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Rebecca Dunham on Cold Pastoral

REBECCA DUNHAM is the author of four books of poetry. Her most recent collections are Cold Pastoral and Glass Armonica, both published by Milkweed Editions. She has received an NEA Fellowship, a Sustainable Arts Foundation Fellowship, and was a Wisconsin Institute for Creative Writing Fellow. Her poems have appeared in Kenyon Review, The Antioch Review, FIELD, and others. She is Professor of English at the University of Wisconsin-Milwaukee.


Book Title, Press, Year of Publication:

Cold Pastoral, Milkweed Editions, 2017

Synopsis: The spine of Cold Pastoral consists of poems that respond to the 2010 Deepwater Horizon oil spill, both its environmental and human consequences, through both lyric and documentary techniques.

What do you think makes your book (or any book) a “project book”?

I would characterize Cold Pastoral as a “project book” because of its tight focus on the Macondo oil spill. Even in those poems that branch off of that central concern, the connections to the primary “disaster” are clear. The documentary techniques that I made use of were also intrinsically connected to the subject.

Why this subject (or constraint)?

When the Deepwater Horizon spill happened, I found myself surprisingly drawn to the coverage of it. I wanted to write about it. At the time, I was finishing work on my book Glass Armonica, which looked at sexual violence and women’s bodies in our society, but through a very intimate lens. With each book, I push myself to try something new, to not repeat myself, and a book that faced outward seemed like a challenge I needed to undertake. One of my favorite poets is Muriel Rukeyser, and I have read and taught “The Book of the Dead” too many times to count. I wanted to explore a public subject and a documentary method. Cold Pastoral is the result of this experiment.

Are you comfortable with the term “project book”?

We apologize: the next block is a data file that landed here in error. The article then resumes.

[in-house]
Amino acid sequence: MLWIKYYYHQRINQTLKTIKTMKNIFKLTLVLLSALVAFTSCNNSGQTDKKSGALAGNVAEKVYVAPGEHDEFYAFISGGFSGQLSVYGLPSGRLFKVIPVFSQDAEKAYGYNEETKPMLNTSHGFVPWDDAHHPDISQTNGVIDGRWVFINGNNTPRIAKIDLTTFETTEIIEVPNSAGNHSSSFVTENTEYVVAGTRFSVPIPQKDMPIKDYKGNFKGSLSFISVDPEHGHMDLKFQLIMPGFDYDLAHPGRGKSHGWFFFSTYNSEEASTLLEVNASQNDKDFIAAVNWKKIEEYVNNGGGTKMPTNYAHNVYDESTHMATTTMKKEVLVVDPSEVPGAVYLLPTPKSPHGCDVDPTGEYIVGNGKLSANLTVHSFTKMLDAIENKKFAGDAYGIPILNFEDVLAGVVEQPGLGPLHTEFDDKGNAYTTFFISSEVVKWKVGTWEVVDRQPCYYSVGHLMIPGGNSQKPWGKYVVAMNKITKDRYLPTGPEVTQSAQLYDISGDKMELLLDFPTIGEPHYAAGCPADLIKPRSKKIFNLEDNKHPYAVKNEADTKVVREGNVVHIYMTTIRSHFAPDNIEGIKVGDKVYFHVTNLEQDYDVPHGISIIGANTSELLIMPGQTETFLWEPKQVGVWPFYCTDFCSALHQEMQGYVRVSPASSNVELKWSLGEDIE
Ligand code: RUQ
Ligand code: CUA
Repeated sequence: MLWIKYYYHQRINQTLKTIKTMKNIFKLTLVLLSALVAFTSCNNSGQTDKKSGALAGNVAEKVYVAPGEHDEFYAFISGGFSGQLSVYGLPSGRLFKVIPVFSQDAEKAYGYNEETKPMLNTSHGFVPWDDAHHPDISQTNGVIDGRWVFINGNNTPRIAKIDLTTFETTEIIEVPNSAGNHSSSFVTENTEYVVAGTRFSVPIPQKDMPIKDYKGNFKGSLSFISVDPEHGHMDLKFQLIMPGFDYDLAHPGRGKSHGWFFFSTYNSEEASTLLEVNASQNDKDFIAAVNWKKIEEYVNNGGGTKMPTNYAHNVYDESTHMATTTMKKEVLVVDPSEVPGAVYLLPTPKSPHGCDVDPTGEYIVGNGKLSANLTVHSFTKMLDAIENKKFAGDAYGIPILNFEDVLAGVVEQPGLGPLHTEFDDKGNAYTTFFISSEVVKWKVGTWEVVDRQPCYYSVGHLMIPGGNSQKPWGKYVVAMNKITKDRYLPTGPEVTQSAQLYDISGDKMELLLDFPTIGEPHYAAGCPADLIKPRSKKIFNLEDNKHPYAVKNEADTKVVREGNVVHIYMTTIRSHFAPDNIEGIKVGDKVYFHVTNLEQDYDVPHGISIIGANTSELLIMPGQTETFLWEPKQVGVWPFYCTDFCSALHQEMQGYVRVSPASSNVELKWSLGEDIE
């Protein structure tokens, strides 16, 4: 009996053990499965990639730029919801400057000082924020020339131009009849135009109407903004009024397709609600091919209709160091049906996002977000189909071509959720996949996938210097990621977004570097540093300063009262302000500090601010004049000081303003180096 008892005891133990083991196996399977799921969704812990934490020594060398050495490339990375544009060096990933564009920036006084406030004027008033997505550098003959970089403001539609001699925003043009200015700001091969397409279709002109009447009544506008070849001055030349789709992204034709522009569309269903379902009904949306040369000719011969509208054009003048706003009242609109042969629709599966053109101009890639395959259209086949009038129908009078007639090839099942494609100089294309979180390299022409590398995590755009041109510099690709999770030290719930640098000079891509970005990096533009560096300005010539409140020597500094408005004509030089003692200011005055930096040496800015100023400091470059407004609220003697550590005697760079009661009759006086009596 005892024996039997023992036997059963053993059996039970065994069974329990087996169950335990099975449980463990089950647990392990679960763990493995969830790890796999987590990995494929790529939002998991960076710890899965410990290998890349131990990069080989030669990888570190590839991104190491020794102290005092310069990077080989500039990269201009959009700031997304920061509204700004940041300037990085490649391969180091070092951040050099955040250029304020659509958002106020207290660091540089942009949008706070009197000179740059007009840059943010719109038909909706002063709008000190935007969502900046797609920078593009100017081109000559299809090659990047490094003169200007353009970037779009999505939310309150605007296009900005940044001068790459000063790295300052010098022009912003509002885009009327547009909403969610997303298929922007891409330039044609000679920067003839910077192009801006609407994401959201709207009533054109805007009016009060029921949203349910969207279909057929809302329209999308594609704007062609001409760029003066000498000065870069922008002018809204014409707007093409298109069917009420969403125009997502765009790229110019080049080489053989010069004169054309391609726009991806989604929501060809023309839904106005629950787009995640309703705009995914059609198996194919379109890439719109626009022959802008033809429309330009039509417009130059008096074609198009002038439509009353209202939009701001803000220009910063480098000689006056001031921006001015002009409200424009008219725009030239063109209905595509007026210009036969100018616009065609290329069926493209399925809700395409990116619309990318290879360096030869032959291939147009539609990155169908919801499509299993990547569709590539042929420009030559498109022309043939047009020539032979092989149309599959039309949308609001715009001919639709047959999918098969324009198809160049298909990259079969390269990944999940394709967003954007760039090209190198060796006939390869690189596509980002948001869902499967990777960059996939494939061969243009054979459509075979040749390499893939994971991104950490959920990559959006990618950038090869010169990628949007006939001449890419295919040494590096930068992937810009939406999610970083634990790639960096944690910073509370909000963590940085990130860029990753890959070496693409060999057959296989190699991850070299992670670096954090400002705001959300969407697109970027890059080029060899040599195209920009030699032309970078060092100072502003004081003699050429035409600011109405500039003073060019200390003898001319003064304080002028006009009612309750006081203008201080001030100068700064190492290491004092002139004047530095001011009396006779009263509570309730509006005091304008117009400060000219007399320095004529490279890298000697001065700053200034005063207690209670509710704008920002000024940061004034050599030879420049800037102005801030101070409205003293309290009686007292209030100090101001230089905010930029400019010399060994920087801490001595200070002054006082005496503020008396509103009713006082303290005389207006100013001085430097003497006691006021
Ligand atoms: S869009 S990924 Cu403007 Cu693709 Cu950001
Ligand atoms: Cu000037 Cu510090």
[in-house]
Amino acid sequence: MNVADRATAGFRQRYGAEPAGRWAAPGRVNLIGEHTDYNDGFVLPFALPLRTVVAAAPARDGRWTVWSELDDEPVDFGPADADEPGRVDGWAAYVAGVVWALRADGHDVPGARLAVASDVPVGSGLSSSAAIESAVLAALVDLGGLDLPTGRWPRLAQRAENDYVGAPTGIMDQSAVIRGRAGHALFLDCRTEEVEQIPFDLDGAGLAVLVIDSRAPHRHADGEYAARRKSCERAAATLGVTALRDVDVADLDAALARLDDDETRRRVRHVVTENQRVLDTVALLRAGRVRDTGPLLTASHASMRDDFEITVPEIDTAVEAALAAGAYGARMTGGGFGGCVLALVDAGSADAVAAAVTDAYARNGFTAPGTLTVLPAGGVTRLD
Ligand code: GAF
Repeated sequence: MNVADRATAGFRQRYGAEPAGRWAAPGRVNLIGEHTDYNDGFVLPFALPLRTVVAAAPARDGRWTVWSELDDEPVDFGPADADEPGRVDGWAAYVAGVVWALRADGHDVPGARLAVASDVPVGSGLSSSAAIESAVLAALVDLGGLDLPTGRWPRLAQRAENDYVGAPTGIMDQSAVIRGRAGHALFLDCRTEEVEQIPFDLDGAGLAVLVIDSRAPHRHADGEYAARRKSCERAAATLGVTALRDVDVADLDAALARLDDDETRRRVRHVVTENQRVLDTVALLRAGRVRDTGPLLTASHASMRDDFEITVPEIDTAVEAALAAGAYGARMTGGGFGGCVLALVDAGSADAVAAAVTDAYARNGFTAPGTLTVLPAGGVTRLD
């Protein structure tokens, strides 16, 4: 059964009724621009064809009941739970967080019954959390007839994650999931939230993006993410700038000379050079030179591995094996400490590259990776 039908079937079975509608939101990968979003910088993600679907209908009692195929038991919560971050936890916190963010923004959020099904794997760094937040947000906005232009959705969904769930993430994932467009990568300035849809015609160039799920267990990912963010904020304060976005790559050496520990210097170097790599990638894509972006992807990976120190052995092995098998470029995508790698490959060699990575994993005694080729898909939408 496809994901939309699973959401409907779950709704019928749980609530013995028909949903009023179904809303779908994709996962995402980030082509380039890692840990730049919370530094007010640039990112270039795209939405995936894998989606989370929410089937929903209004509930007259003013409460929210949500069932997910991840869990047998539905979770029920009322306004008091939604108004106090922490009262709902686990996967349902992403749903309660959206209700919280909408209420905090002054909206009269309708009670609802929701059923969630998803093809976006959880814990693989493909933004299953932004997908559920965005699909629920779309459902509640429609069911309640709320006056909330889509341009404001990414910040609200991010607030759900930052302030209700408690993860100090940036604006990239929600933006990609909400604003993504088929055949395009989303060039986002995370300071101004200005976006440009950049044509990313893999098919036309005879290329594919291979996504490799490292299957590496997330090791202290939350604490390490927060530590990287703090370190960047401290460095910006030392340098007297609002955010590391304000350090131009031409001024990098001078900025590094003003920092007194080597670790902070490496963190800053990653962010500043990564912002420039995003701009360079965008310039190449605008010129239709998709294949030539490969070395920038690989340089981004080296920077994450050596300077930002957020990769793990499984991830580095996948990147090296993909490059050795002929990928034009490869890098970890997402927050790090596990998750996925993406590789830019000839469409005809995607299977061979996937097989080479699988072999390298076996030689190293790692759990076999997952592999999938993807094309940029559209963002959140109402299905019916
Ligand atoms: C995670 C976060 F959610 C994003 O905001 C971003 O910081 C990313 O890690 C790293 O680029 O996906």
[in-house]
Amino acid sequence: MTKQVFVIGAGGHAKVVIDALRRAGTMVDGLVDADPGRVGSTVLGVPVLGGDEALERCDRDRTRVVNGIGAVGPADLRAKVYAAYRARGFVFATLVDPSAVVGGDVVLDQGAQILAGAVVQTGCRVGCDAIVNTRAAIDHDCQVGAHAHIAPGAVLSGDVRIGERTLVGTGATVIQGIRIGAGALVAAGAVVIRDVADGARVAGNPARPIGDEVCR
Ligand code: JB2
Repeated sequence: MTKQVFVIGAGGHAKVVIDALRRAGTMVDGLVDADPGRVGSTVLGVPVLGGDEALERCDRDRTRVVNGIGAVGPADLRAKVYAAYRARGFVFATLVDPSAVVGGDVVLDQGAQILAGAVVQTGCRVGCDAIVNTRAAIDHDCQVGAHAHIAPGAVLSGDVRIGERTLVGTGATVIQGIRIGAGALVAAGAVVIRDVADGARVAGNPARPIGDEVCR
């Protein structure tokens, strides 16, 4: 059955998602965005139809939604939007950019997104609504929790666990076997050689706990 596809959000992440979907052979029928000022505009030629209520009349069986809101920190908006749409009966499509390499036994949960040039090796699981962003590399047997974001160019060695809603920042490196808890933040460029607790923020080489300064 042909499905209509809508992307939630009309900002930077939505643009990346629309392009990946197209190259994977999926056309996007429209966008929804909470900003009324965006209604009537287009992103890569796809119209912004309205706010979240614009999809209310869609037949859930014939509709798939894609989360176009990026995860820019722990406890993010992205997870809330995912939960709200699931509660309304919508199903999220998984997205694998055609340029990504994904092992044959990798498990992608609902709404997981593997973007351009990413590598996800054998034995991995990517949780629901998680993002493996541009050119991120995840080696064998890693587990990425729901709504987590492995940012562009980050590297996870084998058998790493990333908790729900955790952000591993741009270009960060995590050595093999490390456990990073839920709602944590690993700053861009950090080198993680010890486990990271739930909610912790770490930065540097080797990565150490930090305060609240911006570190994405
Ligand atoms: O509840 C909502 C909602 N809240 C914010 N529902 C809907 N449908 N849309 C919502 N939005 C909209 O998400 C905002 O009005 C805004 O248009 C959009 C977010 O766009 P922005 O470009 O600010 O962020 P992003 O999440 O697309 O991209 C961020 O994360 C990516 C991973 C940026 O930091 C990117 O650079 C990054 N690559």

While the term “project book” can prove useful as a sort of shorthand for some collections, I believe it reduces collections to a single theme, erasing the many layers and the complexity of successful books. Just as a poem should not dissolve into paraphrase, the sum of a book should not be its putative “project.”

Was your project defined before you started writing? To what degree did it develop organically as you added poems?

My “subject” was to center around the Deepwater Horizon oil spill. I knew, however, that part of my interest was in the evolution of the pastoral elegy and what function it could now serve in a time of ecological crisis. How could it remain relevant? I wanted to weave in mythological elements, as well, because I was interested in the stories we tell ourselves as we try to make sense of the world around us. These three concepts were my starting point. The method (documentary and lyric), as well as variations on the theme (I also address the Flint water crisis and natural disasters wrought by climate change), evolved as I wrote.

Did you allow yourself to break your own rules?

I didn’t give myself rules, though I did at one point think the entire collection would be documentary in form. The most interesting part of establishing a regular pattern or rule, though, is the moment or moments when one departs from it. So I didn’t fight the impulse to vary things when it arose.

How important was it for you that each poem could “stand on its own” or that the poems should rely on other poems in the book, or on the premise of the project itself, to succeed? What challenges did this present for you when writing single poems or structuring the book overall?

There are a couple of poems in Cold Pastoral, such as “Initial Exploration Report: Macondo Well,” that I am not sure stand on their own. I frequently write poetic sequences, however, and there are many of these in the book. Within a sequence, I don’t generally expect the sections to stand alone. This seems to be a case of having my cake and eating it, too.

At any point did you feel you were including (or were tempted to include) weaker poems in service of the project’s overall needs? This is a risk, and a common critique, of many project books. How did you deal with this?